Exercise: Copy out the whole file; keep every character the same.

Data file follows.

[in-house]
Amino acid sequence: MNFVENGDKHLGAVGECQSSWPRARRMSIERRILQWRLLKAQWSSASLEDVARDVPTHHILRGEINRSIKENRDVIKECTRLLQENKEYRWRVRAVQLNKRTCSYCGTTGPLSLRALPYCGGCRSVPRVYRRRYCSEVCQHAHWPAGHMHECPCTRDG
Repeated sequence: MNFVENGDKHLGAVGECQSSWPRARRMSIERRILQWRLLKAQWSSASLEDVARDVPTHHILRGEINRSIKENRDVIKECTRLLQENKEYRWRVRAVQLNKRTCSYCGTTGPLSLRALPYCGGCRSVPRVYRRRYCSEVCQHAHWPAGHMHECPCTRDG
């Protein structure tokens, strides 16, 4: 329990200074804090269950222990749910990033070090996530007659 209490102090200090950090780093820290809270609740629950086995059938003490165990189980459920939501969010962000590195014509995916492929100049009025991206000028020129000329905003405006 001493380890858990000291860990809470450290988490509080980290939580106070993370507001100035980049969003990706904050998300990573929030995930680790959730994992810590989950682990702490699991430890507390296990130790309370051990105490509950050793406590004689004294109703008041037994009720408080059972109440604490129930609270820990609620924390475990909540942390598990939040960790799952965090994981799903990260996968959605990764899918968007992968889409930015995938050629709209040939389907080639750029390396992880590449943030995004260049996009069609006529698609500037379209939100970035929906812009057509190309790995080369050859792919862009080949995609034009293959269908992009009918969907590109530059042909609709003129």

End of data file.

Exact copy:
[in-house]
Amino acid sequence: MNFVENGDKHLGAVGECQSSWPRARRMSIERRILQWRLLKAQWSSASLEDVARDVPTHHILRGEINRSIKENRDVIKECTRLLQENKEYRWRVRAVQLNKRTCSYCGTTGPLSLRALPYCGGCRSVPRVYRRRYCSEVCQHAHWPAGHMHECPCTRDG
Repeated sequence: MNFVENGDKHLGAVGECQSSWPRARRMSIERRILQWRLLKAQWSSASLEDVARDVPTHHILRGEINRSIKENRDVIKECTRLLQENKEYRWRVRAVQLNKRTCSYCGTTGPLSLRALPYCGGCRSVPRVYRRRYCSEVCQHAHWPAGHMHECPCTRDG
């Protein structure tokens, strides 16, 4: 329990200074804090269950222990749910990033070090996530007659 209490102090200090950090780093820290809270609740629950086995059938003490165990189980459920939501969010962000590195014509995916492929100049009025991206000028020129000329905003405006 001493380890858990000291860990809470450290988490509080980290939580106070993370507001100035980049969003990706904050998300990573929030995930680790959730994992810590989950682990702490699991430890507390296990130790309370051990105490509950050793406590004689004294109703008041037994009720408080059972109440604490129930609270820990609620924390475990909540942390598990939040960790799952965090994981799903990260996968959605990764899918968007992968889409930015995938050629709209040939389907080639750029390396992880590449943030995004260049996009069609006529698609500037379209939100970035929906812009057509190309790995080369050859792919862009080949995609034009293959269908992009009918969907590109530059042909609709003129």